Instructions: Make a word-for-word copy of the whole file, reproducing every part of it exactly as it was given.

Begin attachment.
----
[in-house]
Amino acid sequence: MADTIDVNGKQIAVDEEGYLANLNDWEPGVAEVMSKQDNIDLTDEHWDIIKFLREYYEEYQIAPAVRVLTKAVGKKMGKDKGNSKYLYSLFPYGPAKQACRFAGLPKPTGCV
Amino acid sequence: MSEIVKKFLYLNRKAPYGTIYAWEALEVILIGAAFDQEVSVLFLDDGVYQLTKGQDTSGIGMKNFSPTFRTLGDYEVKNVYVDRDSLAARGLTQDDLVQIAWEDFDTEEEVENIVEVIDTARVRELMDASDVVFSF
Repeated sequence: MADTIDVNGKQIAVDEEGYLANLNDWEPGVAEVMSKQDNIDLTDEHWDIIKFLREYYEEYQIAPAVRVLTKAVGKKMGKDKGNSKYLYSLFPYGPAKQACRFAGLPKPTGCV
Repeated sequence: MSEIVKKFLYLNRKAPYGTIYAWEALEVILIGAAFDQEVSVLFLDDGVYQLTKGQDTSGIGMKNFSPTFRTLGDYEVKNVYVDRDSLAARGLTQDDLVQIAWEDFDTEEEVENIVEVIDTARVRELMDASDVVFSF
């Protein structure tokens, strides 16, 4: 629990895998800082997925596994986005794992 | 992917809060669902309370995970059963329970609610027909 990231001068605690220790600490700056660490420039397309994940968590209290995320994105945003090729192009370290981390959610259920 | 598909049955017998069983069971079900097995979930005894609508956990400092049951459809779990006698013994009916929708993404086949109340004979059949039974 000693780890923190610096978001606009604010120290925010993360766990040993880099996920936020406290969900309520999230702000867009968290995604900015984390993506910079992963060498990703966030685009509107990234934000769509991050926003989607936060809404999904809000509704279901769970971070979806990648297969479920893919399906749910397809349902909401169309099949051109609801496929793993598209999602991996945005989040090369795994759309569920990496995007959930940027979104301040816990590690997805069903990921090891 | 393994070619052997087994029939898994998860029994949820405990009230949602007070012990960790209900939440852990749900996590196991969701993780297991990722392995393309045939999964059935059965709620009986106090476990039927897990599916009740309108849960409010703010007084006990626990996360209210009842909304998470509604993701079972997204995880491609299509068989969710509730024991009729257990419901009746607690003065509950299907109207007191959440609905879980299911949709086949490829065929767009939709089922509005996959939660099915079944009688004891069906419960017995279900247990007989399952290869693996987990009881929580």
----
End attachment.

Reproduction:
[in-house]
Amino acid sequence: MADTIDVNGKQIAVDEEGYLANLNDWEPGVAEVMSKQDNIDLTDEHWDIIKFLREYYEEYQIAPAVRVLTKAVGKKMGKDKGNSKYLYSLFPYGPAKQACRFAGLPKPTGCV
Amino acid sequence: MSEIVKKFLYLNRKAPYGTIYAWEALEVILIGAAFDQEVSVLFLDDGVYQLTKGQDTSGIGMKNFSPTFRTLGDYEVKNVYVDRDSLAARGLTQDDLVQIAWEDFDTEEEVENIVEVIDTARVRELMDASDVVFSF
Repeated sequence: MADTIDVNGKQIAVDEEGYLANLNDWEPGVAEVMSKQDNIDLTDEHWDIIKFLREYYEEYQIAPAVRVLTKAVGKKMGKDKGNSKYLYSLFPYGPAKQACRFAGLPKPTGCV
Repeated sequence: MSEIVKKFLYLNRKAPYGTIYAWEALEVILIGAAFDQEVSVLFLDDGVYQLTKGQDTSGIGMKNFSPTFRTLGDYEVKNVYVDRDSLAARGLTQDDLVQIAWEDFDTEEEVENIVEVIDTARVRELMDASDVVFSF
């Protein structure tokens, strides 16, 4: 629990895998800082997925596994986005794992 | 992917809060669902309370995970059963329970609610027909 990231001068605690220790600490700056660490420039397309994940968590209290995320994105945003090729192009370290981390959610259920 | 598909049955017998069983069971079900097995979930005894609508956990400092049951459809779990006698013994009916929708993404086949109340004979059949039974 000693780890923190610096978001606009604010120290925010993360766990040993880099996920936020406290969900309520999230702000867009968290995604900015984390993506910079992963060498990703966030685009509107990234934000769509991050926003989607936060809404999904809000509704279901769970971070979806990648297969479920893919399906749910397809349902909401169309099949051109609801496929793993598209999602991996945005989040090369795994759309569920990496995007959930940027979104301040816990590690997805069903990921090891 | 393994070619052997087994029939898994998860029994949820405990009230949602007070012990960790209900939440852990749900996590196991969701993780297991990722392995393309045939999964059935059965709620009986106090476990039927897990599916009740309108849960409010703010007084006990626990996360209210009842909304998470509604993701079972997204995880491609299509068989969710509730024991009729257990419901009746607690003065509950299907109207007191959440609905879980299911949709086949490829065929767009939709089922509005996959939660099915079944009688004891069906419960017995279900247990007989399952290869693996987990009881929580």